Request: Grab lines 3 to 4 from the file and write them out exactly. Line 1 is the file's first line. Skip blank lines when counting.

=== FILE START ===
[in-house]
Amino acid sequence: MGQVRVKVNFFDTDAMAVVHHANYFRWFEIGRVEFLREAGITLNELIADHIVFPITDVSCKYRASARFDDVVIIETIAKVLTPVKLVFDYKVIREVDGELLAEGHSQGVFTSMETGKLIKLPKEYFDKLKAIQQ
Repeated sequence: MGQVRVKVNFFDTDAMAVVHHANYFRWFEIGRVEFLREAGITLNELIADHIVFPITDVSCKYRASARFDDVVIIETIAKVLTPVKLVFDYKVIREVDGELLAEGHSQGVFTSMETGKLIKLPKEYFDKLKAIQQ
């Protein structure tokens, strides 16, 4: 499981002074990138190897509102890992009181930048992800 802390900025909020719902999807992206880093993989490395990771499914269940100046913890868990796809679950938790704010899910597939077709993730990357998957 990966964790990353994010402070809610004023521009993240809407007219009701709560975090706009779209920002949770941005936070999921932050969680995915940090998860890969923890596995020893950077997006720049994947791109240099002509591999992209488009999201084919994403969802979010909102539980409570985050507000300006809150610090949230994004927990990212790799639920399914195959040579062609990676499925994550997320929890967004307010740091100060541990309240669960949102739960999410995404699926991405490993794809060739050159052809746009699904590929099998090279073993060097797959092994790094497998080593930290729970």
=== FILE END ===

Repeated sequence: MGQVRVKVNFFDTDAMAVVHHANYFRWFEIGRVEFLREAGITLNELIADHIVFPITDVSCKYRASARFDDVVIIETIAKVLTPVKLVFDYKVIREVDGELLAEGHSQGVFTSMETGKLIKLPKEYFDKLKAIQQ
């Protein structure tokens, strides 16, 4: 499981002074990138190897509102890992009181930048992800 802390900025909020719902999807992206880093993989490395990771499914269940100046913890868990796809679950938790704010899910597939077709993730990357998957 990966964790990353994010402070809610004023521009993240809407007219009701709560975090706009779209920002949770941005936070999921932050969680995915940090998860890969923890596995020893950077997006720049994947791109240099002509591999992209488009999201084919994403969802979010909102539980409570985050507000300006809150610090949230994004927990990212790799639920399914195959040579062609990676499925994550997320929890967004307010740091100060541990309240669960949102739960999410995404699926991405490993794809060739050159052809746009699904590929099998090279073993060097797959092994790094497998080593930290729970």